SINGAPORE: When he watched Dr Mahathir Mohamad being sworn in as prime minister of Malaysia last May, Parti Keadilan Rakyat (PKR) leader Anwar Ibrahim has admitted feeling that he should have been the one getting the appointment.
Mr Anwar, who was serving a prison sentence at the time, watched Dr Mahathir's inauguration from a hospital ward after undergoing a surgery.
In a candid dialogue as part of the Ho Rih Hwa lecture series with hundreds of students from various Singapore schools at the Singapore Management University (SMU) on Thursday (Sep 20), Mr Anwar was asked by a student from Raffles Institution what was going through his mind when he was watching the ceremony.
Mr Anwar said: "You want me to be honest or politically correct? Politically correct, of course I rejoiced, everybody was so elated. Look, Mahathir swearing in, (signaling a) new era for Malaysia. He came up with a statement saying that once Pakatan Harapan wins, they will then submit an application to the king for immediate pardon (for Anwar).
"But I also felt that I should have been there, you know? I did, I did," he said, waving his finger. "I do not want to lie to you, I did think about this - it should be me not you (Dr Mahathir)," he added, drawing laughter from the audience.
Mr Anwar served as Dr Mahathir's deputy from 1993 to 1998, but was sacked after a row with his mentor and eventually arrested and jailed on disputed charges of sodomy and corruption. He was released in 2004, but convicted and jailed again for a second time for sodomy in 2015.
Their relationship has since improved, with Dr Mahathir overseeing Mr Anwar's release from prison, and agreeing to pass the premiership to his former protege in two years.
Mr Anwar, making his second public appearance in Singapore since his release from prison, was peppered with questions from the students, hard hitting as well as light hearted ones.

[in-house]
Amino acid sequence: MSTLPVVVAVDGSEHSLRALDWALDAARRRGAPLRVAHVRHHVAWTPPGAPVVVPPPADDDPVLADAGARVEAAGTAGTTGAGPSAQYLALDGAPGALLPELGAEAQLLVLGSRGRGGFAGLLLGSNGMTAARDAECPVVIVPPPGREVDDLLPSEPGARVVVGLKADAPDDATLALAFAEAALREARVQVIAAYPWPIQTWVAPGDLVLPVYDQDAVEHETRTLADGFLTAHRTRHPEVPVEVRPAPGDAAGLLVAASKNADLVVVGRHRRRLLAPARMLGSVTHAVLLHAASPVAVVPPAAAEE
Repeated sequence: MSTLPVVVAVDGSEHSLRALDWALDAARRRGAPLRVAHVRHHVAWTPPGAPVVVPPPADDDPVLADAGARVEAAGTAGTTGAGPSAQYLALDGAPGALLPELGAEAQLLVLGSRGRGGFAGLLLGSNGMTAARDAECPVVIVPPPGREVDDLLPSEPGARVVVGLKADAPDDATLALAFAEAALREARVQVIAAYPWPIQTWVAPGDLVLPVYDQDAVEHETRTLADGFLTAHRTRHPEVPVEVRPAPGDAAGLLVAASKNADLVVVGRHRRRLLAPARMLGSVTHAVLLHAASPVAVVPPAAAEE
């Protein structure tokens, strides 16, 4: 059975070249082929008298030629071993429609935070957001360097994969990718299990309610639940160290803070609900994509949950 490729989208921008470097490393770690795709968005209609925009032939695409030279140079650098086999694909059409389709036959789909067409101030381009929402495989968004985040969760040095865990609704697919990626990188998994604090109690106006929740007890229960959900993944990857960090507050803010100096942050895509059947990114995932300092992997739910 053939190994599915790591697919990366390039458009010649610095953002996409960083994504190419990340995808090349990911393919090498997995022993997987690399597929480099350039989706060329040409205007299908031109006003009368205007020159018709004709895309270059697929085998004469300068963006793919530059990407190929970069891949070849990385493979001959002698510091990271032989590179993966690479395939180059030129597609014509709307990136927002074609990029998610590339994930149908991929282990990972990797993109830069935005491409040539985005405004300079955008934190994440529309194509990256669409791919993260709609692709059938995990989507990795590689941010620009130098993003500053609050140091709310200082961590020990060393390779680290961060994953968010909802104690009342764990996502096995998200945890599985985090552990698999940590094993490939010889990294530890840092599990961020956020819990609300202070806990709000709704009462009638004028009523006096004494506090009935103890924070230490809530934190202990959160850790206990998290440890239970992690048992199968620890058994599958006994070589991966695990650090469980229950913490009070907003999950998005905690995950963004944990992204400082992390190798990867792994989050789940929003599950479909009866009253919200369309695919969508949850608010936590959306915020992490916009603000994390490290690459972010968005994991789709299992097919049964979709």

One Temasek Junior College student asked Mr Anwar what it would take for political reform to happen in Singapore and if he thought the country was ready for it.
Mr Anwar replied: "I think to be fair and more objective, the Singapore issue or problem certainly cannot be compared to the fiasco in Malaysia. Nobody talks about endemic corruption or discrimination as you see it here.
"But whether they should move on to a more vibrant, democratic reform, that’s for the Singaporeans to decide. But to compare with Malaysia, I think it is not right because we were at the stage where if ... change was not affected at the last election, Malaysia would certainly go down the drain."
Mr Anwar was also asked about the recent decision by the Malaysian Cabinet to lower the voting age from 21 to 18, and the 71-year-old stressed that he was "very much for" the decision.
"I've gone to schools and talked to university students who are 18, they are sometimes smarter than those in their 50s. But more importantly they're more idealistic, more principled and they hate corruption," he said.
Mr Anwar was also asked if he would retain current Finance Minister Lim Guan Eng in his post when he is appointed prime minister - and he replied jokingly: "Make me prime minister first, we settle one at a time."
A Malaysian student from Anglo Chinese Junior College asked about factions in his PKR party and how Mr Anwar planned to unite the two opposing camps led by Mr Azmin Ali and Mr Rafizi Ramli. The pair will also be contesting for the deputy president post in PKR's internal elections on Saturday.
Mr Anwar, who is set to assume the PKR presidency in November, stressed that the contest for the deputy president post will not divide the party.
"The only solution is to have no contest, then I will follow the North Korean method," he joked.
"If it's a democracy, you must tolerate differences. You must accept the fact that there are people who are campaigning."
"The vibrancy of the party and the democratic spirit is that they continue to enter the race, (contest to) win the elections. But it is my duty then as president to bring them together and give a suitable role for the person that has been defeated in the party elections. Because after all, this is an election among members of the family," said Mr Anwar.
The dialogue lasted for almost two hours, with more than 20 students posing questions.